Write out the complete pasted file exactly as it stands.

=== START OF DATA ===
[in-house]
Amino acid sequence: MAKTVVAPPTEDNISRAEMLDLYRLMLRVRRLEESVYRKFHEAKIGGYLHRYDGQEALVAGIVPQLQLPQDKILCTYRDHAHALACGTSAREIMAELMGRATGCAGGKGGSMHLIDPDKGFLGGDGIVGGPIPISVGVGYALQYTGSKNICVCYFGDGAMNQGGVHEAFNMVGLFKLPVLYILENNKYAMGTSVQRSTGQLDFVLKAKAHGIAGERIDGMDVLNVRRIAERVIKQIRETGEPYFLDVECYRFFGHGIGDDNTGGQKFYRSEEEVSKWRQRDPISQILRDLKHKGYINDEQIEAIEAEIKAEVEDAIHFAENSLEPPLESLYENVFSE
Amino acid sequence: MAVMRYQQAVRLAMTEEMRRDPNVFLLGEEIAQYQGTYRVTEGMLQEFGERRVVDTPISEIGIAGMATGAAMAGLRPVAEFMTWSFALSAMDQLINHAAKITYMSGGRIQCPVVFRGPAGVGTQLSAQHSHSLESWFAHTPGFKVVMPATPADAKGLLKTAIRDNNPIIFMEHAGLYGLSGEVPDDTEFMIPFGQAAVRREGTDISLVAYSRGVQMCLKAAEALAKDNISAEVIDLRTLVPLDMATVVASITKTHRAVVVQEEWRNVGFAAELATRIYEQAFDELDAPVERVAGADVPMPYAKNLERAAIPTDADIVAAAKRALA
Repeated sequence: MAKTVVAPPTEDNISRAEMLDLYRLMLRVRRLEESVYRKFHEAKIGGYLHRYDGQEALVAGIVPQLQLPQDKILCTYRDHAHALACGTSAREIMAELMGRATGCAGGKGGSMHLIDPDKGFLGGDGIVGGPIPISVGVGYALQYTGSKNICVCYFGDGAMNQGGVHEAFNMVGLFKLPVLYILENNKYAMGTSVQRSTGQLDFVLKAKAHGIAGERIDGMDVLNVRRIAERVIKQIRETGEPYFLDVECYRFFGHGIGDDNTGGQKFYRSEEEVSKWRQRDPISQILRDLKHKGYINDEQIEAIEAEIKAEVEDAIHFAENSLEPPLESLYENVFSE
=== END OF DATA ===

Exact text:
[in-house]
Amino acid sequence: MAKTVVAPPTEDNISRAEMLDLYRLMLRVRRLEESVYRKFHEAKIGGYLHRYDGQEALVAGIVPQLQLPQDKILCTYRDHAHALACGTSAREIMAELMGRATGCAGGKGGSMHLIDPDKGFLGGDGIVGGPIPISVGVGYALQYTGSKNICVCYFGDGAMNQGGVHEAFNMVGLFKLPVLYILENNKYAMGTSVQRSTGQLDFVLKAKAHGIAGERIDGMDVLNVRRIAERVIKQIRETGEPYFLDVECYRFFGHGIGDDNTGGQKFYRSEEEVSKWRQRDPISQILRDLKHKGYINDEQIEAIEAEIKAEVEDAIHFAENSLEPPLESLYENVFSE
Amino acid sequence: MAVMRYQQAVRLAMTEEMRRDPNVFLLGEEIAQYQGTYRVTEGMLQEFGERRVVDTPISEIGIAGMATGAAMAGLRPVAEFMTWSFALSAMDQLINHAAKITYMSGGRIQCPVVFRGPAGVGTQLSAQHSHSLESWFAHTPGFKVVMPATPADAKGLLKTAIRDNNPIIFMEHAGLYGLSGEVPDDTEFMIPFGQAAVRREGTDISLVAYSRGVQMCLKAAEALAKDNISAEVIDLRTLVPLDMATVVASITKTHRAVVVQEEWRNVGFAAELATRIYEQAFDELDAPVERVAGADVPMPYAKNLERAAIPTDADIVAAAKRALA
Repeated sequence: MAKTVVAPPTEDNISRAEMLDLYRLMLRVRRLEESVYRKFHEAKIGGYLHRYDGQEALVAGIVPQLQLPQDKILCTYRDHAHALACGTSAREIMAELMGRATGCAGGKGGSMHLIDPDKGFLGGDGIVGGPIPISVGVGYALQYTGSKNICVCYFGDGAMNQGGVHEAFNMVGLFKLPVLYILENNKYAMGTSVQRSTGQLDFVLKAKAHGIAGERIDGMDVLNVRRIAERVIKQIRETGEPYFLDVECYRFFGHGIGDDNTGGQKFYRSEEEVSKWRQRDPISQILRDLKHKGYINDEQIEAIEAEIKAEVEDAIHFAENSLEPPLESLYENVFSE